And so today we wrap up our Let’s Study series for Wu Xing: The Ninja Crusade. It’s been an interesting ride, as the book covers a particular niche that I don’t really see often in the market.
I find that Wu Xing is a game that has a lot of open spaces for a GM to fill in on his own. Sure there’s a large central conflict with the Izou Empire and the Lotus Coalition, but it’s just sort of there. The writing doesn’t seem to convey the same kind of urgency that being hunted to extinction is supposed to impart. That said, all the pieces to make it feel urgent are there, the Executioners and Golden Lions are all fearsome opponents, and the Firearms mentioned in the game’s blurb is barely given more than a short sidebar, a paragraph saying that they’re pretty dangerous and take a while to reload and a single row in the weapons table. It would have been nice to see a unit of empire soldiers that specialize in firearms, like Imperial Snipers or something just to amp up how they can turn the tide against Chi-Manipulating Ninjas.
Speaking of the Empire and the Lotus Coalition, even having a small smattering of NPCs from both sides of the conflict would have been nice to see. Giving a name and a face to the big names of the Empire, such as say, a Spymaster could do a lot to make the setting more interesting. Likewise the Lotus Coalition would be more interesting if we knew who were the Ninjas who were squabbling against each other, and what their agendas were.
I’m also slightly put off by the modern language and concepts used in character dialogue in the fiction parts of the book. One particular vignette for the Blazing Dancers Clan had me strangely bothered when the Ninja offers a fan an autograph. It seemed like a very strange anachronism, and one that kept jarring my suspension of disbelief. Some turns of phrase were also far too informal to match the setting, but I think that’s just my expectations clashing with the setting as intended by the author. I think my expectations could have been colored by my experiences and comfort in running Legend of the Five Rings.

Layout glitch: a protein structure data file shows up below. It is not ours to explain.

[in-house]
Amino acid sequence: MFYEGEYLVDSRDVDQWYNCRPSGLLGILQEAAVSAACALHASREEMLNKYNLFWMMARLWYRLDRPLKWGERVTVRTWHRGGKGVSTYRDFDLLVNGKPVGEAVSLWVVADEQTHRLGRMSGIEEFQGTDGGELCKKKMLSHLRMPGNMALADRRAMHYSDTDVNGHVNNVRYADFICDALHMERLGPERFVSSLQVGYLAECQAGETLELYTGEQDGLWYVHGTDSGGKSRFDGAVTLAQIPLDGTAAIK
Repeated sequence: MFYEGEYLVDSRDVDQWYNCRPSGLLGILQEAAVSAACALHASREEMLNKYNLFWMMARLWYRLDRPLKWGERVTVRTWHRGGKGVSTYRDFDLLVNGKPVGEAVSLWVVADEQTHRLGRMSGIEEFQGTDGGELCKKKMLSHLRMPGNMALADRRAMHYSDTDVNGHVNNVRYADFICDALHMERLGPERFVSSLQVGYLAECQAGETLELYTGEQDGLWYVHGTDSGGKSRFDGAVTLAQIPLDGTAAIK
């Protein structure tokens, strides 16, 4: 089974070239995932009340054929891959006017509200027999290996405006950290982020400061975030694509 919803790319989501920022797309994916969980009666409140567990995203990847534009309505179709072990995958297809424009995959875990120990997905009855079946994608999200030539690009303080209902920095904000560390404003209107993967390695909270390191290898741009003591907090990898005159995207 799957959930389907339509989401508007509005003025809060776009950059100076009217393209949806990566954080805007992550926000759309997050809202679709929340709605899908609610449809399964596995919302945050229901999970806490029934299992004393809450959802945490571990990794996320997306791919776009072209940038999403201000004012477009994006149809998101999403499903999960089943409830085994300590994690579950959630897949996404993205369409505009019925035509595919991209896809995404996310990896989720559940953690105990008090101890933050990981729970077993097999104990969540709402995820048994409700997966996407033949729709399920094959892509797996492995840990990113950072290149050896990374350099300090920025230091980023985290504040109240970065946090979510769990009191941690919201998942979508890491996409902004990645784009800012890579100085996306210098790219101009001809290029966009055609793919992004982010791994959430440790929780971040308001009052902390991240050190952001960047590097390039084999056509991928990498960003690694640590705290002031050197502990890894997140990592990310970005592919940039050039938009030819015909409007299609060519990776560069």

That said, the game itself is pretty neat. I mentioned some issues I’ve had about the organization of the rules, such as putting the basic mechanics in the skills portion of the character creation instructions, but once you actually get a hang of the entire thing, it feels like a very solid system. The options for combat, the strong visuals for the Wushu and various techniques, and the little ways to customize your character are all well done. The artwork and layout are all well done, with the various pieces for the Clans being a highlight. Also the character sheet, while dense (and perhaps riddled with just a little too many shuriken) is very useful, and has a mini-reference for all the little rules for combat to help things move along a little more smoothly.
Wu Xing delivers on the promise of being action-oriented, and provides enough magic and mysticism to pull off the whole superpowered Ninja schtick with aplomb. I would definitely recommend it to anyone interested in playing or running in such a game, but I would also advise them to read the book very carefully just so you don’t miss out on any stray rules tucked away in other paragraphs.